Governing the ocean space for the coexistence of fishery and petroleum industry in Ghana’s Western Region
Not peer reviewed
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Ghana began commercial oil and gas production in the year 2010 in the country’s Southwestern coast where fishing is an important economic activity. There have been growing concerns especially from the coastal fishing communities about the negative impacts of the petroleum extraction activities on their fish catch and general livelihoods. This study sought to understand how the fisheries governance institutions in Ghana (at the local, regional and national levels) are addressing the concerns and conflicts regarding the impacts of petroleum extraction activities on fishing in Ghana. Adopting a qualitative research approach, data were produced through interviews with thirty-seven informants in the fisheries and petroleum sectors as well as actors at the local (traditional), governmental and non-governmental fisheries governance organizations in Ghana through participant observation, group interviews and key informant’s interviews. It emerged that, development programmes such as; the provision safe drinking water facilities, health and educational supports have been undertaken by the petroleum industry through their Corporate Social Responsibility (CSR) projects especially within communities in the oil companies demarcated zone of influence. Irrespective of these projects, several concerns were expressed by the fisher folks in Axim, which were differently viewed by the other stakeholder groups. From this study, two main discursive positions emerged. Whereas the fisher folks stressed the negative impacts of the petroleum extraction resulting in their declining fish catch, officials of petroleum companies argued that the impacts of their activities in causing declining fish catch was negligible but rather the bad fishing practices by the fishermen themselves led to the declining catch. Similar views were also expressed by officials of the government organizations interviewed. The government officials emphasized the need for strict fisheries rules to conserve Ghana’s fish stock as well as the protection of the offshore petroleum installations which serve as an important source of revenue to the government. The various ways of addressing these conflicts and their implications for the various stakeholder groups are discussed in light of the common pool resource theory as well as the theories of institutions, power, discourse and stakeholder images used for this study.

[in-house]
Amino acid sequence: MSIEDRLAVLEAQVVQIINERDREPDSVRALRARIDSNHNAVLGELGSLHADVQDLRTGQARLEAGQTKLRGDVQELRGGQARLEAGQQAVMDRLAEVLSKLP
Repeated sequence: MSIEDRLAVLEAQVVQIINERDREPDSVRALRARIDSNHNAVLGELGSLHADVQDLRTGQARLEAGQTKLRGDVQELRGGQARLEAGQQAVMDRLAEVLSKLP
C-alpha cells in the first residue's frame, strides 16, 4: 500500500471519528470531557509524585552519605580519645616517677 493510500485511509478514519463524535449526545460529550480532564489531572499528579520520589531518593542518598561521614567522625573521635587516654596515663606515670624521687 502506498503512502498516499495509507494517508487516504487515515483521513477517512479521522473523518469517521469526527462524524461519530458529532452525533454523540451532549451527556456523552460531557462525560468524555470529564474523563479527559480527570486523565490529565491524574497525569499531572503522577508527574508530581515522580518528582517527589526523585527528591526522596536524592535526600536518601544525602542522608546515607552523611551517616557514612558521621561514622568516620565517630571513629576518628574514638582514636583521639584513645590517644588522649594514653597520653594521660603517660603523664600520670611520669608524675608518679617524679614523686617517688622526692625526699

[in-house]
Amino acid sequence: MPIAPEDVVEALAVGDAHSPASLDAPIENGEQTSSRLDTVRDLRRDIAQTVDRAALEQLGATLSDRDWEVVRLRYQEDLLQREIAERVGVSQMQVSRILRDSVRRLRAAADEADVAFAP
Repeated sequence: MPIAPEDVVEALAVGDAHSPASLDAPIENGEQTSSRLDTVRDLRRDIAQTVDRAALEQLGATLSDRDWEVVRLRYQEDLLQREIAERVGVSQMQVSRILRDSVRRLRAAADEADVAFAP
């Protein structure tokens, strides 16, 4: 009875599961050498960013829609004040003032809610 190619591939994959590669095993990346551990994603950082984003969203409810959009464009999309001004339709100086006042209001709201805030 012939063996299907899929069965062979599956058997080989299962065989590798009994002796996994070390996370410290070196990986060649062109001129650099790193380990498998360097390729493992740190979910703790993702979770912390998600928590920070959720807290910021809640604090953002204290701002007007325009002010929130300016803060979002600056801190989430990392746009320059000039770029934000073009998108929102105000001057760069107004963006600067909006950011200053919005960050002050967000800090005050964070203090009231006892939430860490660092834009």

PublisherThe University of Bergen
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